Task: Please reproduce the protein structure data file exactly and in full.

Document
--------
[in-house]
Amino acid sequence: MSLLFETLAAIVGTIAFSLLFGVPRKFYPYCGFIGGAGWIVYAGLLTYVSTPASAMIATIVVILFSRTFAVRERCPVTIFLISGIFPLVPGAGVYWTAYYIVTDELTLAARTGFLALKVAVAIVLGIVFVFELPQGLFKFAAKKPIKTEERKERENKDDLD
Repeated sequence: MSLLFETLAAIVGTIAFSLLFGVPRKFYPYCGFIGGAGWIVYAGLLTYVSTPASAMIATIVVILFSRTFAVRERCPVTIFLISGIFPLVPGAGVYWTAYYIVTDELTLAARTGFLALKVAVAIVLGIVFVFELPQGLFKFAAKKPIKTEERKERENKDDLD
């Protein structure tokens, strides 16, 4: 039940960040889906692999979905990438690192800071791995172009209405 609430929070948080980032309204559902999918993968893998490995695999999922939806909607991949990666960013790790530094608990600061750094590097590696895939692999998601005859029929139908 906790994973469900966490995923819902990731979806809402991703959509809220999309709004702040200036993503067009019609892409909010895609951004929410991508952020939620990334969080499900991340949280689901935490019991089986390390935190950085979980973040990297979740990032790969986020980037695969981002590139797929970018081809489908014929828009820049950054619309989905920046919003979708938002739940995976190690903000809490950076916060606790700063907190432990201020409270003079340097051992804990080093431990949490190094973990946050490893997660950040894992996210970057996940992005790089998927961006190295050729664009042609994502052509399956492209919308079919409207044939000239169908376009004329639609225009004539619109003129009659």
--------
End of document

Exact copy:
[in-house]
Amino acid sequence: MSLLFETLAAIVGTIAFSLLFGVPRKFYPYCGFIGGAGWIVYAGLLTYVSTPASAMIATIVVILFSRTFAVRERCPVTIFLISGIFPLVPGAGVYWTAYYIVTDELTLAARTGFLALKVAVAIVLGIVFVFELPQGLFKFAAKKPIKTEERKERENKDDLD
Repeated sequence: MSLLFETLAAIVGTIAFSLLFGVPRKFYPYCGFIGGAGWIVYAGLLTYVSTPASAMIATIVVILFSRTFAVRERCPVTIFLISGIFPLVPGAGVYWTAYYIVTDELTLAARTGFLALKVAVAIVLGIVFVFELPQGLFKFAAKKPIKTEERKERENKDDLD
């Protein structure tokens, strides 16, 4: 039940960040889906692999979905990438690192800071791995172009209405 609430929070948080980032309204559902999918993968893998490995695999999922939806909607991949990666960013790790530094608990600061750094590097590696895939692999998601005859029929139908 906790994973469900966490995923819902990731979806809402991703959509809220999309709004702040200036993503067009019609892409909010895609951004929410991508952020939620990334969080499900991340949280689901935490019991089986390390935190950085979980973040990297979740990032790969986020980037695969981002590139797929970018081809489908014929828009820049950054619309989905920046919003979708938002739940995976190690903000809490950076916060606790700063907190432990201020409270003079340097051992804990080093431990949490190094973990946050490893997660950040894992996210970057996940992005790089998927961006190295050729664009042609994502052509399956492209919308079919409207044939000239169908376009004329639609225009004539619109003129009659």